Few 20th century American politicians were as deeply loved as Robert F. Kennedy. In her HBO documentary, simply entitled Ethel, Kennedy's last child interviews her famously shy mother about the family's history, what politics was like in the 1950s and 1960s, and how the Kennedy family has managed to cope with so many personal tragedies.

For those who remember JFK's younger brother, his infectious smile, his tireless work on behalf of the poor, and his final campaign, Rory Kennedy's documentary delivers plenty of laughs and a sense of awe at Ethel Kennedy's true grit (she once left a note in the FBI's suggestion box encouraging it to get a new director who could replace J. Edgar Hoover).

There are many moments of tenderness that the public has not always shared with the Kennedy family. One occurs when RFK returns from the Deep South, shaken by the poverty he has witnessed, and explains to his family how lucky they are. Throughout the film, it is a constant sweet surprise to hear all of the Kennedy children refer to Ethel as "Mummy."

If you don't have access to HBO, be sure to rent Ethel when it comes out on DVD. Expect to feel plenty of hot tears slowly streaming down your cheeks as you marvel at Ethel Skakel Kennedy's personal strength and wonder what might have been had her husband lived longer. Here's the trailer:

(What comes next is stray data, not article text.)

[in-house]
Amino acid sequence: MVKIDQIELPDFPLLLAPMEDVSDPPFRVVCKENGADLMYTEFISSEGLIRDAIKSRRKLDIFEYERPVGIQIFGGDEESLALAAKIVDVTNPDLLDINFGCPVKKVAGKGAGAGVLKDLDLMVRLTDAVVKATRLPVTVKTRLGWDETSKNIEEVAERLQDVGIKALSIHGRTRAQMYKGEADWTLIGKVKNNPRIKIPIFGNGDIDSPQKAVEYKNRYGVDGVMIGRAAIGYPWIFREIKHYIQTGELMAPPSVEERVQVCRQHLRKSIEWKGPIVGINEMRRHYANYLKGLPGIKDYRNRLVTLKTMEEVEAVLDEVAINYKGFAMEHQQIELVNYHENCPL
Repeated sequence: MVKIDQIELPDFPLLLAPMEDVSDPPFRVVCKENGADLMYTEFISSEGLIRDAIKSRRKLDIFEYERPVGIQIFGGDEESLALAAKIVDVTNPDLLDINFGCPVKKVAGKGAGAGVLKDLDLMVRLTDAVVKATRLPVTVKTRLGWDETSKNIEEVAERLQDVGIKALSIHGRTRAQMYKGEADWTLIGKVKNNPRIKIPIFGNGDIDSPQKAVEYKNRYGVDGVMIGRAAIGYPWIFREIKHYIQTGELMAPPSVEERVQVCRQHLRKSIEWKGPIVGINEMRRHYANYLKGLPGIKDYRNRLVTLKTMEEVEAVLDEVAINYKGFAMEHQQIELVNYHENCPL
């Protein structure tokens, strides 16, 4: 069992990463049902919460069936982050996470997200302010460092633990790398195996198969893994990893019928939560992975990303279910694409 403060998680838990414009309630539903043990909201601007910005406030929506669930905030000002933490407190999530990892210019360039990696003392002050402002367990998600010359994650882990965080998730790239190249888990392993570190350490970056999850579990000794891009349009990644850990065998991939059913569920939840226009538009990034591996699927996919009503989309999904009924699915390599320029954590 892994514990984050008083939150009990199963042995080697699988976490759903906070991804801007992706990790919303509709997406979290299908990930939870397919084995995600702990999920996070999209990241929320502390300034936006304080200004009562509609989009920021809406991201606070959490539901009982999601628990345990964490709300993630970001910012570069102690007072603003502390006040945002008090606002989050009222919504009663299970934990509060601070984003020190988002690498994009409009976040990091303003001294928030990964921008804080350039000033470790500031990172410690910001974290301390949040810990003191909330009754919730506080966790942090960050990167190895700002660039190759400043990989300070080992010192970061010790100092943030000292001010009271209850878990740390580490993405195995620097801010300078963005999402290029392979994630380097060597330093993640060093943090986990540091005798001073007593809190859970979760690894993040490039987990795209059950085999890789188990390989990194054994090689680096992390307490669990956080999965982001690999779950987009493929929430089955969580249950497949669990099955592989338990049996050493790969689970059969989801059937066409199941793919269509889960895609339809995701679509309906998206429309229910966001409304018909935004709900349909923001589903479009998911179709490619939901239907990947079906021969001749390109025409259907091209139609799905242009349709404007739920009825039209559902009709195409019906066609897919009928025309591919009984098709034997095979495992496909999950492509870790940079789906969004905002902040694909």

* * * * * * * * *
Those of us who have been utterly repulsed by the GOP's War on Women (transvaginal ultrasounds, attempts to redefine "forcible rape," threats to cut funding to Planned Parenthood, etc.,) were thrilled by the recent performances of Martha Raddatz and Candy Crowley as debate moderators. However, nothing in recent weeks compared to Julia Gillard's performance when the Prime Minister of Australia laid into the member head of the opposition party, Tony Abbott.

As I watched Gillard speak, I thought "Somewhere up in heaven, Ann Richards and Molly Ivins are smiling." Those who admired the 45th Governor of Texas won't want to miss a new documentary entitled Ann Richards' Texas that will be screened during the 2012 San Francisco DocuFest at the Roxie Theatre next month.

Richards was one powerful combination of brains and experience who never hesitated to speak truth to power ("Poor George, he can't help it.  He was born with a silver foot in his mouth!"). Not only is this film a delight from start to finish, it offers viewers a bracing reminder of what we've been missing from American politics: Strong women who aren't afraid to put stupid, misogynistic men in their place.

While the film contains cameos by President Bill Clinton, Lily Tomlin, Dolly Parton, Willie Nelson, Nancy Pelosi, and various news reporters, no one could ever hold a candle to Ann Richards. Here's the trailer:

No comments: